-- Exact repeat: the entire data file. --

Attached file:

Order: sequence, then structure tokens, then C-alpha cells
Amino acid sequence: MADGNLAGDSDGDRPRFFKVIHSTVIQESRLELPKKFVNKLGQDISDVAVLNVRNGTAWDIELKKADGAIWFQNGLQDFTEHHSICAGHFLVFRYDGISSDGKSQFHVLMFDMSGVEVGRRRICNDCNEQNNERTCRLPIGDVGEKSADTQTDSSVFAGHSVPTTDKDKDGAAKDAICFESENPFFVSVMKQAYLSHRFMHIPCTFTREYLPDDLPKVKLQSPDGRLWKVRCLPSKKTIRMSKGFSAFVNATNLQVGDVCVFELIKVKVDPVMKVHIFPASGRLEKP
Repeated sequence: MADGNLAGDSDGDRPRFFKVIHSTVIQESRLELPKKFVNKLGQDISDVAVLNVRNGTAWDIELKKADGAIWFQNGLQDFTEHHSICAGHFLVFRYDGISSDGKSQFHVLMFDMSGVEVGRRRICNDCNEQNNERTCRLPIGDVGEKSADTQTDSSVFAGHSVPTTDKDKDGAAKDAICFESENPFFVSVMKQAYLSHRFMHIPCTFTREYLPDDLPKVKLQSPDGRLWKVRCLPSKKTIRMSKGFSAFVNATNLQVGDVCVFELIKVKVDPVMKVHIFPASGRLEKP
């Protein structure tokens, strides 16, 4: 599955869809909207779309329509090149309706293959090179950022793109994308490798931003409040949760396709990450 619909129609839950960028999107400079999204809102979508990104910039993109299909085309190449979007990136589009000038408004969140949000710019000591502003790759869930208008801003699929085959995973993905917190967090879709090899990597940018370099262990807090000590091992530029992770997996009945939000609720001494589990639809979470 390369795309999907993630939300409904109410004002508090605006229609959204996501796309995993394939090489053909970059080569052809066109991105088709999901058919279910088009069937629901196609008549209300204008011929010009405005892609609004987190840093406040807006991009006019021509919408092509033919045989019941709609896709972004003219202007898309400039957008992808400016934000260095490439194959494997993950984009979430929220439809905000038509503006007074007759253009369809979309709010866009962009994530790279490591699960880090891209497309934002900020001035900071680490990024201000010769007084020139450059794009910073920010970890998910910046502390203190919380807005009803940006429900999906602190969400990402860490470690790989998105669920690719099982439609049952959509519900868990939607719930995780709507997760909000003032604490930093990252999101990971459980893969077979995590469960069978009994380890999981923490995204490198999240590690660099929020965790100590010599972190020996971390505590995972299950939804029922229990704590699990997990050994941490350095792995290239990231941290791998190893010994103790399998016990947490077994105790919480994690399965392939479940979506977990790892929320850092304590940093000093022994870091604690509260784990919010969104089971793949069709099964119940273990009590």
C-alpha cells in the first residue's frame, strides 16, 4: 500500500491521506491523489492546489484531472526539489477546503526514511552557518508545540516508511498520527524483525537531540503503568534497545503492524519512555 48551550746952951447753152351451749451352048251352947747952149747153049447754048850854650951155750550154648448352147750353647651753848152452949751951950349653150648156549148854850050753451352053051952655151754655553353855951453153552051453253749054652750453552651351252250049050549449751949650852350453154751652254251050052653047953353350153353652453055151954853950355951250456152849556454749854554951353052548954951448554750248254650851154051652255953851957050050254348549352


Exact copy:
Order: sequence, then structure tokens, then C-alpha cells
Amino acid sequence: MADGNLAGDSDGDRPRFFKVIHSTVIQESRLELPKKFVNKLGQDISDVAVLNVRNGTAWDIELKKADGAIWFQNGLQDFTEHHSICAGHFLVFRYDGISSDGKSQFHVLMFDMSGVEVGRRRICNDCNEQNNERTCRLPIGDVGEKSADTQTDSSVFAGHSVPTTDKDKDGAAKDAICFESENPFFVSVMKQAYLSHRFMHIPCTFTREYLPDDLPKVKLQSPDGRLWKVRCLPSKKTIRMSKGFSAFVNATNLQVGDVCVFELIKVKVDPVMKVHIFPASGRLEKP
Repeated sequence: MADGNLAGDSDGDRPRFFKVIHSTVIQESRLELPKKFVNKLGQDISDVAVLNVRNGTAWDIELKKADGAIWFQNGLQDFTEHHSICAGHFLVFRYDGISSDGKSQFHVLMFDMSGVEVGRRRICNDCNEQNNERTCRLPIGDVGEKSADTQTDSSVFAGHSVPTTDKDKDGAAKDAICFESENPFFVSVMKQAYLSHRFMHIPCTFTREYLPDDLPKVKLQSPDGRLWKVRCLPSKKTIRMSKGFSAFVNATNLQVGDVCVFELIKVKVDPVMKVHIFPASGRLEKP
């Protein structure tokens, strides 16, 4: 599955869809909207779309329509090149309706293959090179950022793109994308490798931003409040949760396709990450 619909129609839950960028999107400079999204809102979508990104910039993109299909085309190449979007990136589009000038408004969140949000710019000591502003790759869930208008801003699929085959995973993905917190967090879709090899990597940018370099262990807090000590091992530029992770997996009945939000609720001494589990639809979470 390369795309999907993630939300409904109410004002508090605006229609959204996501796309995993394939090489053909970059080569052809066109991105088709999901058919279910088009069937629901196609008549209300204008011929010009405005892609609004987190840093406040807006991009006019021509919408092509033919045989019941709609896709972004003219202007898309400039957008992808400016934000260095490439194959494997993950984009979430929220439809905000038509503006007074007759253009369809979309709010866009962009994530790279490591699960880090891209497309934002900020001035900071680490990024201000010769007084020139450059794009910073920010970890998910910046502390203190919380807005009803940006429900999906602190969400990402860490470690790989998105669920690719099982439609049952959509519900868990939607719930995780709507997760909000003032604490930093990252999101990971459980893969077979995590469960069978009994380890999981923490995204490198999240590690660099929020965790100590010599972190020996971390505590995972299950939804029922229990704590699990997990050994941490350095792995290239990231941290791998190893010994103790399998016990947490077994105790919480994690399965392939479940979506977990790892929320850092304590940093000093022994870091604690509260784990919010969104089971793949069709099964119940273990009590």
C-alpha cells in the first residue's frame, strides 16, 4: 500500500491521506491523489492546489484531472526539489477546503526514511552557518508545540516508511498520527524483525537531540503503568534497545503492524519512555 48551550746952951447753152351451749451352048251352947747952149747153049447754048850854650951155750550154648448352147750353647651753848152452949751951950349653150648156549148854850050753451352053051952655151754655553353855951453153552051453253749054652750453552651351252250049050549449751949650852350453154751652254251050052653047953353350153353652453055151954853950355951250456152849556454749854554951353052548954951448554750248254650851154051652255953851957050050254348549352